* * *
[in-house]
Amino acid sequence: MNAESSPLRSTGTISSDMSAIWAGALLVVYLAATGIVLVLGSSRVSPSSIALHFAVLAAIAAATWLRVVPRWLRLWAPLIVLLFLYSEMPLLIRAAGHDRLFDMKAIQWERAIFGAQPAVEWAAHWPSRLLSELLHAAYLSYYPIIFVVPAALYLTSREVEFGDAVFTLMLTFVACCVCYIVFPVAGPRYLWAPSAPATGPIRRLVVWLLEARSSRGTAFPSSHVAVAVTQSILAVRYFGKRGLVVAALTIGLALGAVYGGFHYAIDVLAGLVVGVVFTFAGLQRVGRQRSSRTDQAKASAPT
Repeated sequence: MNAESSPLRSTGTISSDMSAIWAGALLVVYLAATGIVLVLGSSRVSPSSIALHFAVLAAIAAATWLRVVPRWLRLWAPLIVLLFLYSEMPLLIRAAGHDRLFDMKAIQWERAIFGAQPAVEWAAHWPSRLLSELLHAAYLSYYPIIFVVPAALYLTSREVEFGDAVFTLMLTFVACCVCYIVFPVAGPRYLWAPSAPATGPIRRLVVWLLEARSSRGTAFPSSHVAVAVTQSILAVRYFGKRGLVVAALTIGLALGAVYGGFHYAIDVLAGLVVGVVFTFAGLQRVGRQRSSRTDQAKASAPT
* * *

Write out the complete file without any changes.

[in-house]
Amino acid sequence: MNAESSPLRSTGTISSDMSAIWAGALLVVYLAATGIVLVLGSSRVSPSSIALHFAVLAAIAAATWLRVVPRWLRLWAPLIVLLFLYSEMPLLIRAAGHDRLFDMKAIQWERAIFGAQPAVEWAAHWPSRLLSELLHAAYLSYYPIIFVVPAALYLTSREVEFGDAVFTLMLTFVACCVCYIVFPVAGPRYLWAPSAPATGPIRRLVVWLLEARSSRGTAFPSSHVAVAVTQSILAVRYFGKRGLVVAALTIGLALGAVYGGFHYAIDVLAGLVVGVVFTFAGLQRVGRQRSSRTDQAKASAPT
Repeated sequence: MNAESSPLRSTGTISSDMSAIWAGALLVVYLAATGIVLVLGSSRVSPSSIALHFAVLAAIAAATWLRVVPRWLRLWAPLIVLLFLYSEMPLLIRAAGHDRLFDMKAIQWERAIFGAQPAVEWAAHWPSRLLSELLHAAYLSYYPIIFVVPAALYLTSREVEFGDAVFTLMLTFVACCVCYIVFPVAGPRYLWAPSAPATGPIRRLVVWLLEARSSRGTAFPSSHVAVAVTQSILAVRYFGKRGLVVAALTIGLALGAVYGGFHYAIDVLAGLVVGVVFTFAGLQRVGRQRSSRTDQAKASAPT